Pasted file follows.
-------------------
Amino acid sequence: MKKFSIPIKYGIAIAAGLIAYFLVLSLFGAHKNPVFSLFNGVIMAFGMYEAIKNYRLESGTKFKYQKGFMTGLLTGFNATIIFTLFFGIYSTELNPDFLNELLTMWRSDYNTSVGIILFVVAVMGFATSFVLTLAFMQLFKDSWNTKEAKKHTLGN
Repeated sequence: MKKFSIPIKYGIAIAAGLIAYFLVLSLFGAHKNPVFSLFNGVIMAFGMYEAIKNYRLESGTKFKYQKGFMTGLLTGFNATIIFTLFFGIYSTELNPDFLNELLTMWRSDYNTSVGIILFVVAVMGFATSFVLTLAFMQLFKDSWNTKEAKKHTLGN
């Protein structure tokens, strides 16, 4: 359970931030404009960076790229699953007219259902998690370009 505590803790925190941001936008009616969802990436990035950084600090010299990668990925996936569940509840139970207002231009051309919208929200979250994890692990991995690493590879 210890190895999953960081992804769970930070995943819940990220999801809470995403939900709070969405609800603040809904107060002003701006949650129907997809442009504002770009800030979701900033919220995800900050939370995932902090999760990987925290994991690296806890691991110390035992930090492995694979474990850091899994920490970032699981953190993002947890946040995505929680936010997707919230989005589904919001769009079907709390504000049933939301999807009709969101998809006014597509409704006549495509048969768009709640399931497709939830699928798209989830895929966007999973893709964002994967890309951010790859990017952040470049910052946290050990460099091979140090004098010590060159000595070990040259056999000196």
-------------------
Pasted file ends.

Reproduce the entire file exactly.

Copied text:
Amino acid sequence: MKKFSIPIKYGIAIAAGLIAYFLVLSLFGAHKNPVFSLFNGVIMAFGMYEAIKNYRLESGTKFKYQKGFMTGLLTGFNATIIFTLFFGIYSTELNPDFLNELLTMWRSDYNTSVGIILFVVAVMGFATSFVLTLAFMQLFKDSWNTKEAKKHTLGN
Repeated sequence: MKKFSIPIKYGIAIAAGLIAYFLVLSLFGAHKNPVFSLFNGVIMAFGMYEAIKNYRLESGTKFKYQKGFMTGLLTGFNATIIFTLFFGIYSTELNPDFLNELLTMWRSDYNTSVGIILFVVAVMGFATSFVLTLAFMQLFKDSWNTKEAKKHTLGN
């Protein structure tokens, strides 16, 4: 359970931030404009960076790229699953007219259902998690370009 505590803790925190941001936008009616969802990436990035950084600090010299990668990925996936569940509840139970207002231009051309919208929200979250994890692990991995690493590879 210890190895999953960081992804769970930070995943819940990220999801809470995403939900709070969405609800603040809904107060002003701006949650129907997809442009504002770009800030979701900033919220995800900050939370995932902090999760990987925290994991690296806890691991110390035992930090492995694979474990850091899994920490970032699981953190993002947890946040995505929680936010997707919230989005589904919001769009079907709390504000049933939301999807009709969101998809006014597509409704006549495509048969768009709640399931497709939830699928798209989830895929966007999973893709964002994967890309951010790859990017952040470049910052946290050990460099091979140090004098010590060159000595070990040259056999000196």